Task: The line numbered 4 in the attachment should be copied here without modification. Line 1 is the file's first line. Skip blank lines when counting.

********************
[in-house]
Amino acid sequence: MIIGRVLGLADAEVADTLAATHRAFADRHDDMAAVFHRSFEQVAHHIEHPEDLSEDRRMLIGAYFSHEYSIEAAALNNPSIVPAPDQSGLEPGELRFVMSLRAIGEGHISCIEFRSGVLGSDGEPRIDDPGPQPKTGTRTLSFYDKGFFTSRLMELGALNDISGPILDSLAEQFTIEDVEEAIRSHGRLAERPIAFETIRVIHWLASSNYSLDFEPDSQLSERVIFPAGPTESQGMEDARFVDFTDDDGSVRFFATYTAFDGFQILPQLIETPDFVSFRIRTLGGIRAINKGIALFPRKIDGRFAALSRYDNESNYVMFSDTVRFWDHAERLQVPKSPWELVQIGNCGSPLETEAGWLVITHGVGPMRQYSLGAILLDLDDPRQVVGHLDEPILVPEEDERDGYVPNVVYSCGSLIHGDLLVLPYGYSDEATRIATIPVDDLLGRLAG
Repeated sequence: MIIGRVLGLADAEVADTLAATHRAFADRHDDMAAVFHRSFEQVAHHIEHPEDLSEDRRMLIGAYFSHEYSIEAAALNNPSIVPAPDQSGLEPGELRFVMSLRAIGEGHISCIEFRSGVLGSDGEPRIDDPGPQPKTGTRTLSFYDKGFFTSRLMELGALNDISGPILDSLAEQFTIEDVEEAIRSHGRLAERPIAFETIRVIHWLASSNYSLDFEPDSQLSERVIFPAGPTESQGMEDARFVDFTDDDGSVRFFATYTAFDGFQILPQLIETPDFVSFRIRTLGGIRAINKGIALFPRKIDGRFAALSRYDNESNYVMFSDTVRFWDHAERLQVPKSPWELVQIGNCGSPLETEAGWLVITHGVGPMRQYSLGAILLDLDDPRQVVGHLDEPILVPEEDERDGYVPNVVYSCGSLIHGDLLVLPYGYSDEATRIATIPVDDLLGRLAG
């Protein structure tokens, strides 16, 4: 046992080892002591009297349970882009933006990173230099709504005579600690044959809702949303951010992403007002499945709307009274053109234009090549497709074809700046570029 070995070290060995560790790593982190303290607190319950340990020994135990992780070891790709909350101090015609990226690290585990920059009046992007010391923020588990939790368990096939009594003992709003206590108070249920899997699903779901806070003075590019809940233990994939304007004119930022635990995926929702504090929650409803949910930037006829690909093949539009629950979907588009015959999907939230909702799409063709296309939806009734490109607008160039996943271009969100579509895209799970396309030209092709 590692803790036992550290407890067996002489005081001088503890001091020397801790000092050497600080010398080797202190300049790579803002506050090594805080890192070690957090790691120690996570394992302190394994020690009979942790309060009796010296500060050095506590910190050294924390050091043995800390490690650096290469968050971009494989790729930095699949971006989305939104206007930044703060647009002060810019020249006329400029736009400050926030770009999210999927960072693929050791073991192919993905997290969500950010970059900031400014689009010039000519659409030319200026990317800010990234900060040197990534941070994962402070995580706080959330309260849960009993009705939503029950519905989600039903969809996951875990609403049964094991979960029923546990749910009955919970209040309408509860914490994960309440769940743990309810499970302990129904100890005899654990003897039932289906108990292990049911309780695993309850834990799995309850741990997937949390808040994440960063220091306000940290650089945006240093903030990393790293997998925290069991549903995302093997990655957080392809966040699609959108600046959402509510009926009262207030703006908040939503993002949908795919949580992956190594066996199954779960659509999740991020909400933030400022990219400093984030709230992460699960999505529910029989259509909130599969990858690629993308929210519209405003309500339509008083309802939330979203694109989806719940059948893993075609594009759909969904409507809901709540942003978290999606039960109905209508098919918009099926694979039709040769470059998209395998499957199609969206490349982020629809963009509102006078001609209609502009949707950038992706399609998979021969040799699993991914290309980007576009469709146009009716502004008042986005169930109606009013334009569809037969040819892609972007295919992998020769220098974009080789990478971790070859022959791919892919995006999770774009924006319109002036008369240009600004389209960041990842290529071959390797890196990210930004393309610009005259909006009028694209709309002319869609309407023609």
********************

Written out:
């Protein structure tokens, strides 16, 4: 046992080892002591009297349970882009933006990173230099709504005579600690044959809702949303951010992403007002499945709307009274053109234009090549497709074809700046570029 070995070290060995560790790593982190303290607190319950340990020994135990992780070891790709909350101090015609990226690290585990920059009046992007010391923020588990939790368990096939009594003992709003206590108070249920899997699903779901806070003075590019809940233990994939304007004119930022635990995926929702504090929650409803949910930037006829690909093949539009629950979907588009015959999907939230909702799409063709296309939806009734490109607008160039996943271009969100579509895209799970396309030209092709 590692803790036992550290407890067996002489005081001088503890001091020397801790000092050497600080010398080797202190300049790579803002506050090594805080890192070690957090790691120690996570394992302190394994020690009979942790309060009796010296500060050095506590910190050294924390050091043995800390490690650096290469968050971009494989790729930095699949971006989305939104206007930044703060647009002060810019020249006329400029736009400050926030770009999210999927960072693929050791073991192919993905997290969500950010970059900031400014689009010039000519659409030319200026990317800010990234900060040197990534941070994962402070995580706080959330309260849960009993009705939503029950519905989600039903969809996951875990609403049964094991979960029923546990749910009955919970209040309408509860914490994960309440769940743990309810499970302990129904100890005899654990003897039932289906108990292990049911309780695993309850834990799995309850741990997937949390808040994440960063220091306000940290650089945006240093903030990393790293997998925290069991549903995302093997990655957080392809966040699609959108600046959402509510009926009262207030703006908040939503993002949908795919949580992956190594066996199954779960659509999740991020909400933030400022990219400093984030709230992460699960999505529910029989259509909130599969990858690629993308929210519209405003309500339509008083309802939330979203694109989806719940059948893993075609594009759909969904409507809901709540942003978290999606039960109905209508098919918009099926694979039709040769470059998209395998499957199609969206490349982020629809963009509102006078001609209609502009949707950038992706399609998979021969040799699993991914290309980007576009469709146009009716502004008042986005169930109606009013334009569809037969040819892609972007295919992998020769220098974009080789990478971790070859022959791919892919995006999770774009924006319109002036008369240009600004389209960041990842290529071959390797890196990210930004393309610009005259909006009028694209709309002319869609309407023609």